You should also avoid taking pictures of people’s faces and vehicle registrations, for example, that are recognisable or readable, and you are prohibited from publishing such items without their permission. On no account whatsover may you publish such material for commercial reward.
That more or less sums up how things are done at the moment but as from July 1 there will be some changes, some of which are relatively significant. Not all of the details have yet been published, so it’s assumed that where no change has been identified, the status quo will apply.
The most significant overall change is that the ‘unrestricted’ height at which all drones can fly will be reduced from 150 metres to 120 metres. I am not sure how much effect this will have in the normal run of things because I doubt that a change in height of 30 metres is detectable and nobody will be around trying to do checks anyway.
However, drones like the Fimy X8 create a log of each flight (eg I found the ones for the two very short flights that I achieved with the faulty EX4 that is now on its way back to China) and much like the current requirement involving getting permission from landowners to fly over their land, I think that in the event of an accident or incident, the drone operator will be required to produce the flight log for analysis and will be subject to penalty if it’s found that they were flying above the height limit.
The line-of-sight requirement and the other existing height restrictions will continue to apply after July 1.
Now onto the drones themselves. Currently the EG16 and the X8 SE fall within the same category but this will change after July 1. The EG16 will fall into Category A1, Class C0 and the X8 into Category A1, Class C1. They will both be subject to the same basic requirements but some additional demands will be made for the heavier of the two, the Fimi X8 SE.
Both drones will need to have a maximum speed of less than 19 metres/sec (both do have), to be registered on-line and conform to CE regulations, which again both do. Drones which are not CE approved will be allowed in the future but will face stringent requirements for remaining well clear of people and vehicles amongst other things, making them far less desirable.
The other major change relates to the pilots of all drones including both of mine. All pilots will have to take an on-line training course and pass a 20 question multiple-choice exam. I think, but am not sure, that the pass rate also has to be 100% but this is not an overly demanding requirement as the exam is also done on-line and can be attempted as many times as needed until you get through.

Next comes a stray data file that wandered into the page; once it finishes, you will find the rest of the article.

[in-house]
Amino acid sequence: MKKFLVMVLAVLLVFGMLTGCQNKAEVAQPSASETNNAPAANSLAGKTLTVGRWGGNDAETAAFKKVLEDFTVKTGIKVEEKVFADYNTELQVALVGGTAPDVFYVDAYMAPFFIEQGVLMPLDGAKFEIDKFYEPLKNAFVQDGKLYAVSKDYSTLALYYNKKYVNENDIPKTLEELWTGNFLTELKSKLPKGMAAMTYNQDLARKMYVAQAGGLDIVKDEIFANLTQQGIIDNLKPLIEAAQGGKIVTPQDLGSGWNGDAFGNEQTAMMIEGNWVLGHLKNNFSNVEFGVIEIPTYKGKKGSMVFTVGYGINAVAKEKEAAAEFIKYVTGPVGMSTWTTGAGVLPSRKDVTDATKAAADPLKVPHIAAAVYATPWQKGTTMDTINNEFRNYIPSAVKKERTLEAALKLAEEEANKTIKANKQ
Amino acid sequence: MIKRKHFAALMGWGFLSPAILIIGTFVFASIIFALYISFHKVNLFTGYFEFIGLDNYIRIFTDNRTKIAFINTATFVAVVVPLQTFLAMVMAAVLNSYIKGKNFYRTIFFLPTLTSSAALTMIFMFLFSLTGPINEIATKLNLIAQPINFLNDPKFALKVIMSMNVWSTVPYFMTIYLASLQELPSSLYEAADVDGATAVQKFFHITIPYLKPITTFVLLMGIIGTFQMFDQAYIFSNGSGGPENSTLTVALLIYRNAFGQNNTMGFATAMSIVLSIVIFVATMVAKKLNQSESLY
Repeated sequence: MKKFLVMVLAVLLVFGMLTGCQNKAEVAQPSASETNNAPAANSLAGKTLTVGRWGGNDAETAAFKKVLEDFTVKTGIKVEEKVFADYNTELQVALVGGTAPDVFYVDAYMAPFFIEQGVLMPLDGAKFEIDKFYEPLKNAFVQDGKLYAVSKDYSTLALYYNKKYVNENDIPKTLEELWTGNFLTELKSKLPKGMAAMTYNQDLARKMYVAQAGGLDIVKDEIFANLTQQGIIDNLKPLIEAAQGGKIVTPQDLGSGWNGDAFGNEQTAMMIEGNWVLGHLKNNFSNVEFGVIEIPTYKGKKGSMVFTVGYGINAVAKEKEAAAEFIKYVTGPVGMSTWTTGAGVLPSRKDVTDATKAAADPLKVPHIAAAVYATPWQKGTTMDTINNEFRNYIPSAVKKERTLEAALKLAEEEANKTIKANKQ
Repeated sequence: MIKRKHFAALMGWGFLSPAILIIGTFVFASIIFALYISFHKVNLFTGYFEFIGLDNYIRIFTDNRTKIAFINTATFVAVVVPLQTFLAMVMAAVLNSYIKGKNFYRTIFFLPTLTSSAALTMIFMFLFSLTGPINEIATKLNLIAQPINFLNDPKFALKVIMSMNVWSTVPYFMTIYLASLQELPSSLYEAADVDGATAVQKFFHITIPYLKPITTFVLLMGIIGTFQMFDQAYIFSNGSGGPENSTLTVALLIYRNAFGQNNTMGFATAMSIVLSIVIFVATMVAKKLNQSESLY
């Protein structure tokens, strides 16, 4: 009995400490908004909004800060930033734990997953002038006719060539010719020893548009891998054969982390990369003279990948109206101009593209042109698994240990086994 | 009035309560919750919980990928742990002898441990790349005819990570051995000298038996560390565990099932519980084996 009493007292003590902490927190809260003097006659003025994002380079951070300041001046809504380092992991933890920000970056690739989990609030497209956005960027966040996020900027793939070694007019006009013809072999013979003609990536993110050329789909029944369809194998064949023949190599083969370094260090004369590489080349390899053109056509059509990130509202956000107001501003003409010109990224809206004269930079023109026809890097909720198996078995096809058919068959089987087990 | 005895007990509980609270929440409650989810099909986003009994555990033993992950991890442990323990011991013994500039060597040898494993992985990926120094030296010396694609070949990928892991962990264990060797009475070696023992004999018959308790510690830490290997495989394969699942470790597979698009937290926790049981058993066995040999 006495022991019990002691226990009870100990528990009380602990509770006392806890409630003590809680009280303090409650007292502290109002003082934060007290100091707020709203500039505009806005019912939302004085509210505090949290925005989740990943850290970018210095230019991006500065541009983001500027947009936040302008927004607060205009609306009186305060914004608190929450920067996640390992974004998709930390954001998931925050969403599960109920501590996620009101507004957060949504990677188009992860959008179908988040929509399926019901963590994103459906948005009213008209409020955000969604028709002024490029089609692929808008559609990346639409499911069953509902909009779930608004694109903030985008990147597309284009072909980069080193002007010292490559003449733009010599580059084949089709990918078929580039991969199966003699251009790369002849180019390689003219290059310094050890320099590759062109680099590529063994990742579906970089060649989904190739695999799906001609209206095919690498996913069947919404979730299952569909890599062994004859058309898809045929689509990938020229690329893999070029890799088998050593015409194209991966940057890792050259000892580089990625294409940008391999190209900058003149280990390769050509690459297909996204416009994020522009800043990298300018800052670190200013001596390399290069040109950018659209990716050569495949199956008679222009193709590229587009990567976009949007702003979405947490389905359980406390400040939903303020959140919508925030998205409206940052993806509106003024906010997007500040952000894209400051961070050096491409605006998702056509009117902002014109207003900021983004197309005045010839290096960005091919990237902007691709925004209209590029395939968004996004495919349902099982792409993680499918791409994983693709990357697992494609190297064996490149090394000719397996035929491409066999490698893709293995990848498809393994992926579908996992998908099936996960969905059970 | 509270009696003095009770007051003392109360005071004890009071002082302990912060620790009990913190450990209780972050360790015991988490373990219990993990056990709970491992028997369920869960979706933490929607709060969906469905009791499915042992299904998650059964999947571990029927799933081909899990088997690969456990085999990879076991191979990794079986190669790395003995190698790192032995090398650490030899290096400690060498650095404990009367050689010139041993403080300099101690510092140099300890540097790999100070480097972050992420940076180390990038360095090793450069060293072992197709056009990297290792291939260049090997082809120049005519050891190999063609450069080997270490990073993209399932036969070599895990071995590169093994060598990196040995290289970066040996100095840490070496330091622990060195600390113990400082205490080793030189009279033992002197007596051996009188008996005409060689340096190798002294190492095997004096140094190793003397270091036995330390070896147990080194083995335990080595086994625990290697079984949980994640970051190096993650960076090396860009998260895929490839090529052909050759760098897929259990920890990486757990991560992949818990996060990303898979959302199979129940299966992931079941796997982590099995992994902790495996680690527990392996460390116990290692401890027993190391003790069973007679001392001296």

This is not the case with the heavier and/or professional classes of drone for which the demands are more stringent and their pilots have to attend the DGAC for both training and their exam.
No other technical requirements will be made of the little EG16 but this is not the case for the heavier X8 SE. The latter will have to have an on-board NFZ Recognition System which will prevent it entering such zones (the X8 SE does have) plus it will be required to have a ‘system for identification at distance’. I have no idea what this means and nobody else does either at this time.
Finally, there are differences in the ‘rules’ that will apply regarding the distances that must be maintained between the drones and people. I will be allowed to intentionally fly the EG16 over people and vehicles but not, as now, over assemblies or large groups. For the heavier X8SE, the same will apply for assemblies and large groups of people but I will only be allowed to ‘unintentionally’ fly over sundry people and vehicles.
This is, once again, a very vague requirement. It presumably means that if you are flying the drone in line-of-sight but at a distance where there are people that you cannot see, you will be excused for flying over them. But as before, if there is an incident or accident involving your drone and those people, may the Lord help you!
I think that’s about it and a reasonable summary of what’s going to happen. Other factors may come to light between now and July 1 but I’m not going to stop my drone flying and will still be going ahead with my Fimi X8 SE 2020 purchase. Actually, at the moment after watching a host of Youtube videos of it, I can’t wait to get my hands on it 😉